Something I've noticed about science fiction authors is that they tend to be conservative, even to the point of libertarian. The best example of this is Robert Heinlein. David Weber also has this tendency. So they also use examples from US history and take a lot from the founding fathers.
This book was a space version of the Revolutionary War. By transferring the setting, he can play what-if games, like what if Benedict Arnold hadn't turned traitor? and then follow a likely scenario, without goring anyone's sacred cow in the historical area.
That being said, it was one heck of an intense book. I read it in one night, David only took two. It starts off with something you would think of as boring, a Senate meeting, but it just jumps from assassination to groups withdrawing from the main government, and war and intense space battles and it was very good. Of course if you don't like science fiction or military type stories you might not think so.
It was especially interesting because I am in the middle of a history of the Revolutionary War so I could pick out the parallels and the differences. David's favorite part was how he examined the conflicts of the military officers. To fight with their own country they have to betray someone; either the government they had sworn to serve, or their own planet and families and neighbors who were fighting to be free. The complexities of various peoples' responses to this dilemma were very engaging. I don't think I've ever seen anything about this problem with the military people of the Revolutionary period, but all of the Colonials who had military experience gained it fighting with the British. Then not many years later they were fighting against them. It must have been a gut wrenching decision.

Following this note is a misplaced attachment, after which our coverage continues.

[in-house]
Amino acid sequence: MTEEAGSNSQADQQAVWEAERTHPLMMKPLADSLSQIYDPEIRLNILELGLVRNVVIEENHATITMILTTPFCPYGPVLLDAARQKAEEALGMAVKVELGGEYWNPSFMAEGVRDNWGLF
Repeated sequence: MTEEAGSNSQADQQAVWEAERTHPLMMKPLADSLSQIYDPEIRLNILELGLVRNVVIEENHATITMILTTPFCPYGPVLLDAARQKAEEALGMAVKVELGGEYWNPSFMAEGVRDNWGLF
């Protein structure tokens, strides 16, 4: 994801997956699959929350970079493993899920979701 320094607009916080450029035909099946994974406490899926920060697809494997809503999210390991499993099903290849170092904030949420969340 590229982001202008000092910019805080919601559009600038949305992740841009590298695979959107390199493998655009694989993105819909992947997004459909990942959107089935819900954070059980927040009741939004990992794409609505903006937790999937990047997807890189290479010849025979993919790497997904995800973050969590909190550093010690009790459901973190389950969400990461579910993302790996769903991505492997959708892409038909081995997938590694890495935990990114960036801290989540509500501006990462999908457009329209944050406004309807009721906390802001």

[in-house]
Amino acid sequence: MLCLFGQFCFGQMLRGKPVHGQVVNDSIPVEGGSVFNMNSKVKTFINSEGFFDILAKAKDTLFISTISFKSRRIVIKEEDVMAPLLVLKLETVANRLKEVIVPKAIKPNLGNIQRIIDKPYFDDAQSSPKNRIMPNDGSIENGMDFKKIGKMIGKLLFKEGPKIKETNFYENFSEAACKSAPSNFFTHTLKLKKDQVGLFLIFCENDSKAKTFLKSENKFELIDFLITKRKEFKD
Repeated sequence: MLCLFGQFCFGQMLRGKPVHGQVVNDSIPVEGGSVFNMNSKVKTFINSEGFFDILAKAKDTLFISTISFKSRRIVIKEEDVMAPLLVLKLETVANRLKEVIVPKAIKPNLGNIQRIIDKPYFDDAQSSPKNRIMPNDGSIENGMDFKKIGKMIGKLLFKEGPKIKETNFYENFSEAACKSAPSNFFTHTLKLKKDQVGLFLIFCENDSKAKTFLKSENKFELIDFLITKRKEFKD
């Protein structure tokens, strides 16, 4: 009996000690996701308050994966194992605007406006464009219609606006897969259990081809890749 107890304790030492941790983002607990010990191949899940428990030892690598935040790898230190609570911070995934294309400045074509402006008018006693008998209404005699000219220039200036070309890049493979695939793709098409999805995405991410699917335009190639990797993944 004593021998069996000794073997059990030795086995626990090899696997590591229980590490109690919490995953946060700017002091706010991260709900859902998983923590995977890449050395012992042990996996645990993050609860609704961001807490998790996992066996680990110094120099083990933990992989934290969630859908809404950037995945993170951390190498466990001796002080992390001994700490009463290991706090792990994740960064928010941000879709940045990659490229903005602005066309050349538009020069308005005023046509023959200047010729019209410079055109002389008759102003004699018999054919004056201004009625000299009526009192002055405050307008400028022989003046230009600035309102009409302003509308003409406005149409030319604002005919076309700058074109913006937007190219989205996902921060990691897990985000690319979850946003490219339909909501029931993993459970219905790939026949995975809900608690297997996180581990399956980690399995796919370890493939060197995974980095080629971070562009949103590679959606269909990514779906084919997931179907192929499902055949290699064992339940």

Insurrection. David Weber. Baen Books. 1996